Jennifer: And we have spoken a lot about that and really honestly, haven’t figured out what was going on in the GI group, what’s different about them. How do we restart and develop a palliative care model that will work for them? Although, one of our hypotheses is that the GI cancer population, similar to the GYN cancer population, they spend so much time in the hospital that maybe the focus on the outpatient model wasn’t hitting the mark and we need to think about more care that’s focused on hospital care or transitions of care from the hospital to the home, but we’ve not explored that. But when Areej started to do her work in hematologic malignancies, we had a little bit learned from that experience and said, we really need to think about what it’s like to have leukemia, what it’s like to undergo a bone marrow transplant and design the palliative care intervention specific for that patient population’s needs to make sure it was targeted and population specific.
Eric: So now we’re getting this issue of do we have to change things for different diagnoses, different cancer? So we’re in the same cancer group. I loved Areej’s article. What year did it come out? Actually think I wrote the editorial for that article. I loved it so much. What year did it come out?
Areej: I think it was 2016. Yeah.
Eric: 2016. And I think the most, I mean we can argue like why was this paper so important, I think this was the very first palliative care trial in people undergoing curative therapy. I can’t think of one that was specifically focused on that population. For me, when I talk about your article, it really is like, hey, one of the key important things is these are people undergoing stem cell transplant for curative therapy. And we can talk about what’s different about the stem cell transplant patient. But for me, that was kind of a huge game changer. What drove you to do that study, Areej?
Areej: So I think Eric, the biggest issue is that shock factor that you talk about, actually. I think for a long time, we know that across the spectrum of our clinicians, caring for patients, serious illness, both in oncology and outside of oncology, there continues to be a misperception equating palliative care with just end of life care. And despite the growing evidence base for early palliative care integration in solid tumor early, being in the time of diagnosis of lung cancer, for example, in Jennifer’s trial, that never translated to a culture accepting of palliative care concurrent with curative therapy. And so the idea of integrating that type of care in a culture of blood cancers where these oncology clinicians had huge misperceptions about palliative care. I remember the days when I was a fellow and we started this work where literally our palliative care clinicians did not come to the inpatient oncology floor where patients were blood cancer are. They were not welcome there. They did not feel welcome there, right?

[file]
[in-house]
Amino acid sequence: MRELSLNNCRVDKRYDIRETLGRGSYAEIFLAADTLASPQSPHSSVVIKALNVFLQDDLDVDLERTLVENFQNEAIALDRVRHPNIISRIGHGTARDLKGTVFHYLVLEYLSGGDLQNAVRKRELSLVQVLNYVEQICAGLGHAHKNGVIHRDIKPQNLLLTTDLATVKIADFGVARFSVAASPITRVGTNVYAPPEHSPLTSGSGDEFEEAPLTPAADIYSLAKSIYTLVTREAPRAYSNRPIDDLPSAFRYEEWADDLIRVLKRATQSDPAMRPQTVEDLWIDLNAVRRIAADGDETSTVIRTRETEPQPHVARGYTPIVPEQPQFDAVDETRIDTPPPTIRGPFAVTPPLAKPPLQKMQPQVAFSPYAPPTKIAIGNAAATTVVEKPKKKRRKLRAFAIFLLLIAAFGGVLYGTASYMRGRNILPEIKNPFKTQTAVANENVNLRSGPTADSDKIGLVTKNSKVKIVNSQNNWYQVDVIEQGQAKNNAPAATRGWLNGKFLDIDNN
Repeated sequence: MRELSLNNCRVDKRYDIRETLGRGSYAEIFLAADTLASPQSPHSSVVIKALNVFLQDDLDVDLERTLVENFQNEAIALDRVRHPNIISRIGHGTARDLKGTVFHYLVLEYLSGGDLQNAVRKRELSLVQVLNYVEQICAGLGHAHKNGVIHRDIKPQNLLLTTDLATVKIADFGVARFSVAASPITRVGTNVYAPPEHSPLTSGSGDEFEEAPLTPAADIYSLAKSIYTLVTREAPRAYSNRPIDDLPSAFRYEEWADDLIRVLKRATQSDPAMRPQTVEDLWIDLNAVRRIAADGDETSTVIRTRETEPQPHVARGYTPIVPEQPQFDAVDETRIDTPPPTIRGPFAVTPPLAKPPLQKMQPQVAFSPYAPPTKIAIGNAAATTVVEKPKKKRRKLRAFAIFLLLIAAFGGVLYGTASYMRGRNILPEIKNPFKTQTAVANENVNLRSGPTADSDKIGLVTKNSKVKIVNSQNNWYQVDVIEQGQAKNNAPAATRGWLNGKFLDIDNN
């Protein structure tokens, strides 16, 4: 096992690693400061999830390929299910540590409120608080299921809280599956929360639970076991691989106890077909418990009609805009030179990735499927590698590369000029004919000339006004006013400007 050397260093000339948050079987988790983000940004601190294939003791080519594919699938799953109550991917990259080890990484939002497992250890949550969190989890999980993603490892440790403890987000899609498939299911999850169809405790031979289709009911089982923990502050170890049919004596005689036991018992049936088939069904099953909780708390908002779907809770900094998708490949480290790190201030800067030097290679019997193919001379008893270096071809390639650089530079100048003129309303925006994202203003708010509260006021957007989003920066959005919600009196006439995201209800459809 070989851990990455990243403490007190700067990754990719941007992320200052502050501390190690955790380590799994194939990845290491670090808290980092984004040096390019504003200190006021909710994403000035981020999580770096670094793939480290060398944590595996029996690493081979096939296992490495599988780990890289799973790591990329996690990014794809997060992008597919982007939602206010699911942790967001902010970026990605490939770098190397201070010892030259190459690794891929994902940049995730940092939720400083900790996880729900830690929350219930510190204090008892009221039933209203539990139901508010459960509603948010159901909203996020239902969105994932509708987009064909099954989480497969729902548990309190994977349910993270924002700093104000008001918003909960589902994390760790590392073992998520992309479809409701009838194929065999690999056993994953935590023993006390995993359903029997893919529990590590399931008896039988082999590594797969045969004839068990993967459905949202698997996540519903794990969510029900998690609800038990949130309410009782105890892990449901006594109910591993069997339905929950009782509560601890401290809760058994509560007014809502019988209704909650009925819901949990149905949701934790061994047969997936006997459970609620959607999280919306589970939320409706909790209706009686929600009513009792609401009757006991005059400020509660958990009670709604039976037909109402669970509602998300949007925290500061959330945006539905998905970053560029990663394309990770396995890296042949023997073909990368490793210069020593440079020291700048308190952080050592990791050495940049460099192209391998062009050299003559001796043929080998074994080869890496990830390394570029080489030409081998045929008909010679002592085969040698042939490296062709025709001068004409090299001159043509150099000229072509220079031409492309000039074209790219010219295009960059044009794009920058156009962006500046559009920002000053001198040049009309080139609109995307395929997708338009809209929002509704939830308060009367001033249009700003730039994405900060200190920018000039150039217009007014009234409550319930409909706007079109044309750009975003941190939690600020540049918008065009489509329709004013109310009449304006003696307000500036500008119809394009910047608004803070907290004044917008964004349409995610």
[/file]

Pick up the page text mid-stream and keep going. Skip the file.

Areej: And so what a better way to really overcome these misperceptions than to change the paradigm. I entered this field wanting to actually optimize end of life care for patients with blood cancers. But if we had started integrating palliative care to try to optimize end of life care in that population, we would’ve utterly failed. We needed to build the relationships and trust and really provide a really good example of the value of palliative care outside of end of life care and advanced care planning. And stem cell transplant seemed the exact right population to do so because these are patients who are going for a curative therapy, they experience a very prolonged and traumatic hospitalization that has been shown to be associated with a lot of post-traumatic stress symptoms, psychological distress in survivors, years out from stem cell transplant.
Areej: The experience during that hospitalization, both in terms of physical symptom burden, the social isolation being in the hospital, as well as the psychological symptom burden during hospitalization, is precisely responsible for the PTSD symptoms that these patients have later on. And we know this, there are clear data showing that when these patients, you can kind of imagine when these patients come into the hospital receive the highest intensity chemotherapy we have to offer and we’ve talked to them about potentially dying from a transplant and they start experiencing these awful symptoms where they have severe nausea, diarrhea, vomiting, mucositis, where their mouth and throat falls apart, they’re automatic psychological reaction to that event is, “I am dying.” Right? And so what a better way to really bring expertise in complex symptom management, and we’re back to this idea of coping, how do we manage expectations? How do we help patients cope with that illness?
Areej: And what’s really interesting about that palliative care intervention is the focus here for our palliative care clinicians was to actually be the cheerleaders for these patients, to help them manage their expectation about what’s happening in the hospital course and tell them that “Actually, you are not dying. This is what we’re expecting. We’re aligning with you, we’re going to help you get through it as much as we can. We’re not going to make it perfect. I don’t need you to worry about dying. I will tell you if you were dying.” And so that was really what was happening on the floor of that intervention. But what this intervention allowed us to do is really be able to integrate palliative care in the context of blood cancers and overcome these longstanding barriers, cultural barriers to integration and seeing the value of palliative care in this population.